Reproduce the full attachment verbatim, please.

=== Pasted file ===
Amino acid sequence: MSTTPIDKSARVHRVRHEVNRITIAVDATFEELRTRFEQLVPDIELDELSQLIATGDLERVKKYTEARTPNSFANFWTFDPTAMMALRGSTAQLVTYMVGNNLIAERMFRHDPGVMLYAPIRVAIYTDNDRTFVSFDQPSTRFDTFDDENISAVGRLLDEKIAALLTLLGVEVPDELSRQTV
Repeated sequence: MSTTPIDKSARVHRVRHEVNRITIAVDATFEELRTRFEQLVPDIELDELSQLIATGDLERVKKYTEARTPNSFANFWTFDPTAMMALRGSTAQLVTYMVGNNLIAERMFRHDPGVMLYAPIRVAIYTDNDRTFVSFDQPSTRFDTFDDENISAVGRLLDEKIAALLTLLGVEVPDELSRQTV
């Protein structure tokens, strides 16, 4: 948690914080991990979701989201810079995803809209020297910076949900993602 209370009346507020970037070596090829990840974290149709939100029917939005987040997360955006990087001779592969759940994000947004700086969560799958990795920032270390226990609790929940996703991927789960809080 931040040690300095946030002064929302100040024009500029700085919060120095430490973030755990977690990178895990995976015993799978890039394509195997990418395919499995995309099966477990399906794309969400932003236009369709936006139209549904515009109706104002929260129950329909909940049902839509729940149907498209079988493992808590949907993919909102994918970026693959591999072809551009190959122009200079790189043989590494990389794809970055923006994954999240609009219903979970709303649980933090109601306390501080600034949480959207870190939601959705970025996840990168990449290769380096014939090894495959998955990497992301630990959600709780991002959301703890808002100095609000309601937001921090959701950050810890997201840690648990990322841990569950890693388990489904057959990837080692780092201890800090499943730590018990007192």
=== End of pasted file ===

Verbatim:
Amino acid sequence: MSTTPIDKSARVHRVRHEVNRITIAVDATFEELRTRFEQLVPDIELDELSQLIATGDLERVKKYTEARTPNSFANFWTFDPTAMMALRGSTAQLVTYMVGNNLIAERMFRHDPGVMLYAPIRVAIYTDNDRTFVSFDQPSTRFDTFDDENISAVGRLLDEKIAALLTLLGVEVPDELSRQTV
Repeated sequence: MSTTPIDKSARVHRVRHEVNRITIAVDATFEELRTRFEQLVPDIELDELSQLIATGDLERVKKYTEARTPNSFANFWTFDPTAMMALRGSTAQLVTYMVGNNLIAERMFRHDPGVMLYAPIRVAIYTDNDRTFVSFDQPSTRFDTFDDENISAVGRLLDEKIAALLTLLGVEVPDELSRQTV
């Protein structure tokens, strides 16, 4: 948690914080991990979701989201810079995803809209020297910076949900993602 209370009346507020970037070596090829990840974290149709939100029917939005987040997360955006990087001779592969759940994000947004700086969560799958990795920032270390226990609790929940996703991927789960809080 931040040690300095946030002064929302100040024009500029700085919060120095430490973030755990977690990178895990995976015993799978890039394509195997990418395919499995995309099966477990399906794309969400932003236009369709936006139209549904515009109706104002929260129950329909909940049902839509729940149907498209079988493992808590949907993919909102994918970026693959591999072809551009190959122009200079790189043989590494990389794809970055923006994954999240609009219903979970709303649980933090109601306390501080600034949480959207870190939601959705970025996840990168990449290769380096014939090894495959998955990497992301630990959600709780991002959301703890808002100095609000309601937001921090959701950050810890997201840690648990990322841990569950890693388990489904057959990837080692780092201890800090499943730590018990007192």